Monthly Archives: June 2019

Anthony Eudelio Varona Will Be MiamiLaw’s Next Dean

I’m very excited to announce the identity of our new Dean, who will take over in less than two months: Anthony Eudelio Varona, currently of American University.  Tony comes to us with a great deal of energy, ideas — and a local connection.

Here’s the official announcement from our Provost, Jeffrey L. Duerk:

June 11, 2019
To the University of Miami Community:

I am thrilled to share that Anthony Eudelio Varona, an attorney and educator who specializes in administrative law, communications and media law, and sexuality and gender law, has been named the new dean at the School of Law, effective August 1.

Tony is currently professor of law at American University Washington College of Law, where he teaches contracts, administrative and public law, and media law. He has been with American University Washington College of Law since 2005, serving two years as vice dean, associate dean for faculty and academic affairs for six years, and also serving as the Doctor of Juridical Science program director and a member of the faculty review/advisory boards of the Administrative Law Review and the Journal of Gender, Social Policy & the Law. Tony has also acted as faculty advisor to the Latino/a Law Students Association and the Lambda Law Society. He entered teaching full-time as an associate professor of law at Pace University School of Law in 2002.

Tony serves on the national board of directors for Stonewall National Museum and Archives (SNMA), for which he co-founded and for its first year co-chaired the SNMA National Advisory Council. Before entering academia, he spent nearly five years as as chief counsel and then general counsel and legal director for the Human Rights Campaign (HRC), the nation’s largest LGBTQ civil rights organization. He represented HRC and the HRC Foundation in various coalition work groups, including the Leadership Conference on Civil Rights judicial nominations task force.

Earlier in his career, he was an associate at Skadden Arps and Mintz Levin, and an honors program enforcement attorney at the Federal Communications Commission.

Tony is a consummate and respected professional in the area of law, and is immersed in critical issues impacting our country and culture. His insightful and innovative approach to educating the next generation of lawyers will have a profound impact on the School of Law and in courtrooms across the country.

Born in Cuba, he left the island with his mother and grandparents at age 3, settling for a short time in Spain before the family reunited with his father in Newark, New Jersey. He has family in South Florida and visits the Miami area frequently.

Tony earned his Juris Doctor from Boston College Law School, where he worked as a student attorney at the Greater Boston Legal Services-affiliated poverty law clinic BC Legal Assistance Bureau in Waltham, Massachusetts, and later earned a Master of Laws from Georgetown University Law Center with a focus in civil rights and civil liberties. He received his Bachelor of Arts in political science and French from Boston College.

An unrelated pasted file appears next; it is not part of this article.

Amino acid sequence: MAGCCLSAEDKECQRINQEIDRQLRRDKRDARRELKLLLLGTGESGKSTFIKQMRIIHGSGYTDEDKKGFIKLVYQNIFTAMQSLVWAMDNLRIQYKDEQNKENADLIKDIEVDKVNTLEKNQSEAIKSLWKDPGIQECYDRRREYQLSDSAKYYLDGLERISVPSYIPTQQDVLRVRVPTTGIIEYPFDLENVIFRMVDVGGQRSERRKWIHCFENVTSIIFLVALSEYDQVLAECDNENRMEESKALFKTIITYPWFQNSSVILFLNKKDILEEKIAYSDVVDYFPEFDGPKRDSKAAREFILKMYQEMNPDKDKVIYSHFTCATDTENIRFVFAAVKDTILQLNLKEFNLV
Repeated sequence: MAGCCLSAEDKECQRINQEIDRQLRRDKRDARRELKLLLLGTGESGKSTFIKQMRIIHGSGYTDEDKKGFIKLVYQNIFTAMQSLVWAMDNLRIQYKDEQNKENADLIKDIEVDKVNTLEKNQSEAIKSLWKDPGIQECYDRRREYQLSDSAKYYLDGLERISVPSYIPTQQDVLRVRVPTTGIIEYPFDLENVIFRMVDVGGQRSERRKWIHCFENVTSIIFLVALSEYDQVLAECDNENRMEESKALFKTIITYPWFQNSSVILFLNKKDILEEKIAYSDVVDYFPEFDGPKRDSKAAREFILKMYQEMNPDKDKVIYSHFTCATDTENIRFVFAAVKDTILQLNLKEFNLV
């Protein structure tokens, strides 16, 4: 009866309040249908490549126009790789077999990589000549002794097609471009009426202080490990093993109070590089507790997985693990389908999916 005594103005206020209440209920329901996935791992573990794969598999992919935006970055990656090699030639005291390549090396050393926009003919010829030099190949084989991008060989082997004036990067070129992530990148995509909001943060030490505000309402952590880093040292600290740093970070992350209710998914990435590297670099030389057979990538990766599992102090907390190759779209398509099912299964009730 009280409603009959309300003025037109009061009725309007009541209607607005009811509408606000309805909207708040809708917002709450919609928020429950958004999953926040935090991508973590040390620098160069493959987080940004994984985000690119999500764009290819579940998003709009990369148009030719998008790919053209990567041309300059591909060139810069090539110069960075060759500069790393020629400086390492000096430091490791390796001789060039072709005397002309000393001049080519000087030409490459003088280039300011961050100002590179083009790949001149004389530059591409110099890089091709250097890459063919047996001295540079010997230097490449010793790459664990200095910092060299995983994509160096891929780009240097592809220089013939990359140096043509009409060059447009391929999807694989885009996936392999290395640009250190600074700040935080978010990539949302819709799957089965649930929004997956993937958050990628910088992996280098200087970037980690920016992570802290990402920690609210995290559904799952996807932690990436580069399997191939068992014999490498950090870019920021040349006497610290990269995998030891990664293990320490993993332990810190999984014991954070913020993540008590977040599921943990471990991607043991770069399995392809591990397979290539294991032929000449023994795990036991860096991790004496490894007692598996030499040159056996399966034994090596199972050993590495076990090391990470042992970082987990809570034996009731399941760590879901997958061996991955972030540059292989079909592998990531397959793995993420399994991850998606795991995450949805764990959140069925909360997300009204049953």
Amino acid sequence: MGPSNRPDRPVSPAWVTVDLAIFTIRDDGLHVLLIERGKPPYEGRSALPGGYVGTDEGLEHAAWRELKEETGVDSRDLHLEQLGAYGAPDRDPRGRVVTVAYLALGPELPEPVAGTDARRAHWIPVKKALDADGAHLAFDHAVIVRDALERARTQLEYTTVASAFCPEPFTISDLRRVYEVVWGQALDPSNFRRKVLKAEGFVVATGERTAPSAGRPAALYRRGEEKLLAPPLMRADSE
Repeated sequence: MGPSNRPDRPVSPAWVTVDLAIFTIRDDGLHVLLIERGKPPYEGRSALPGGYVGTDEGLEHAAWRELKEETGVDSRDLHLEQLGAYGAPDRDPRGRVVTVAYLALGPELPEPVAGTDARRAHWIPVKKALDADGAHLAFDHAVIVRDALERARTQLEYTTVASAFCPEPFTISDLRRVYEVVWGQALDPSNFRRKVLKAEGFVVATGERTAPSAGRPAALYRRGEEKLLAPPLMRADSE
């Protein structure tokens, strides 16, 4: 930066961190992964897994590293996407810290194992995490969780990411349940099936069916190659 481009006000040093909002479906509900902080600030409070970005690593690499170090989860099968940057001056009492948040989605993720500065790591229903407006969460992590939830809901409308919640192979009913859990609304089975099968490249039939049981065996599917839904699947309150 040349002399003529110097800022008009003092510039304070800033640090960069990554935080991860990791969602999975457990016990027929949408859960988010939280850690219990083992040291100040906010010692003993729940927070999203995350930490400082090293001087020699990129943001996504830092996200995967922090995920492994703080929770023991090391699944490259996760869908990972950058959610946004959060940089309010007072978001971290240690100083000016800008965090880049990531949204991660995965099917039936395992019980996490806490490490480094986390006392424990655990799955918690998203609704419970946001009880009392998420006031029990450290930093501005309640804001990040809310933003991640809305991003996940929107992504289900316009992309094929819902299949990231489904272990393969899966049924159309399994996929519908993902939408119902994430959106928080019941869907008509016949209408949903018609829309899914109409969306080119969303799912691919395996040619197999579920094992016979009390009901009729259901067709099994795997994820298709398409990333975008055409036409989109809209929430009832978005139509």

I would like to once again thank Dean Trish White for her decade of visionary leadership at Miami Law.

A special thank you goes to the members of the search committee, led by Business School Dean John Quelch, for their focused effort and great work in identifying and recommending the ideal candidate.

Please join me in welcoming Tony to the University of Miami.

Jeffrey L. Duerk, Ph.D.
Executive Vice President for Academic Affairs and Provost

Posted in Law School, U.Miami | Leave a comment

Machine M.D. in Ottawa

I’m in Ottawa today for the Machine M.D. conference.  My panel, on “Regulating Health and Safety” started at 8:30am, so now that it’s over I get to enjoy the rest of the very packed schedule.

(I’m missing the also wonderful annual Privacy Law Scholars conference to be here, an example of the difficulties in trying to write in, and keep up in, multiple areas even within technology law.)

My argument in my talk was that, contrary to a number of articles by others that are now in press, we don’t want a super-AI regulator, but rather need to find a way to strengthen the AI capacity of existing sectoral regulators like the FDA, NHTSA and many others.  The exception(s) to this general rule arise(s) only if the AI aspect of a regulatory question predominates over the sectoral — something I argue is rare, and probably limited to issues regarding access to data, to data quality, to job losses due to AI, and possibly to the regulation (or at least liability for) AI emergent behavior.

Unsurprisingly, some members of the audience, many of whom are health professionals, pushed back against the idea that when it comes to AI health really isn’t all that different from transport, finance, sentencing, or other predictive profiling applications. A polite discussion — we are after all in Canada — ensued.

Posted in AI, Talks & Conferences | Leave a comment